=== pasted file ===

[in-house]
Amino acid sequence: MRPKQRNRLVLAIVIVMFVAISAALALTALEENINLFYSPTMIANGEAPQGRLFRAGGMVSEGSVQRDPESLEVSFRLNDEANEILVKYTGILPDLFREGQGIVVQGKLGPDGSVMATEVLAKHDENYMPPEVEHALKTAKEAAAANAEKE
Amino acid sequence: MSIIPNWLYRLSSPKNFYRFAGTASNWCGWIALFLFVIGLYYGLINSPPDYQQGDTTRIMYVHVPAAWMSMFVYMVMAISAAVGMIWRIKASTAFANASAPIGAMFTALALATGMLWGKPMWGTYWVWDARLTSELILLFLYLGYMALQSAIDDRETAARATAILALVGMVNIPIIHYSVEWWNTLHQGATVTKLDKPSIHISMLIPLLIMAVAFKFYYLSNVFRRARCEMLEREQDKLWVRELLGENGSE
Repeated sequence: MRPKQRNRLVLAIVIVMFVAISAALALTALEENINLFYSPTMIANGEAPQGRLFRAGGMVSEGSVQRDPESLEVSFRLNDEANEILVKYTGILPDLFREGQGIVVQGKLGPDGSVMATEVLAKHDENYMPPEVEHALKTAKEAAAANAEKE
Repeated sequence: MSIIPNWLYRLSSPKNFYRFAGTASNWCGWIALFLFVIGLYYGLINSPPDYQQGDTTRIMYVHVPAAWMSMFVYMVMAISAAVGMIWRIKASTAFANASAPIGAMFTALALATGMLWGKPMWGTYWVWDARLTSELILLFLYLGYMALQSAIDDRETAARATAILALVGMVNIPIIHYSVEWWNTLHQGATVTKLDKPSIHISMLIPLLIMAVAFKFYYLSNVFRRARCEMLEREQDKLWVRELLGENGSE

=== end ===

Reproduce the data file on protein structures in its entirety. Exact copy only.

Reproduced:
[in-house]
Amino acid sequence: MRPKQRNRLVLAIVIVMFVAISAALALTALEENINLFYSPTMIANGEAPQGRLFRAGGMVSEGSVQRDPESLEVSFRLNDEANEILVKYTGILPDLFREGQGIVVQGKLGPDGSVMATEVLAKHDENYMPPEVEHALKTAKEAAAANAEKE
Amino acid sequence: MSIIPNWLYRLSSPKNFYRFAGTASNWCGWIALFLFVIGLYYGLINSPPDYQQGDTTRIMYVHVPAAWMSMFVYMVMAISAAVGMIWRIKASTAFANASAPIGAMFTALALATGMLWGKPMWGTYWVWDARLTSELILLFLYLGYMALQSAIDDRETAARATAILALVGMVNIPIIHYSVEWWNTLHQGATVTKLDKPSIHISMLIPLLIMAVAFKFYYLSNVFRRARCEMLEREQDKLWVRELLGENGSE
Repeated sequence: MRPKQRNRLVLAIVIVMFVAISAALALTALEENINLFYSPTMIANGEAPQGRLFRAGGMVSEGSVQRDPESLEVSFRLNDEANEILVKYTGILPDLFREGQGIVVQGKLGPDGSVMATEVLAKHDENYMPPEVEHALKTAKEAAAANAEKE
Repeated sequence: MSIIPNWLYRLSSPKNFYRFAGTASNWCGWIALFLFVIGLYYGLINSPPDYQQGDTTRIMYVHVPAAWMSMFVYMVMAISAAVGMIWRIKASTAFANASAPIGAMFTALALATGMLWGKPMWGTYWVWDARLTSELILLFLYLGYMALQSAIDDRETAARATAILALVGMVNIPIIHYSVEWWNTLHQGATVTKLDKPSIHISMLIPLLIMAVAFKFYYLSNVFRRARCEMLEREQDKLWVRELLGENGSE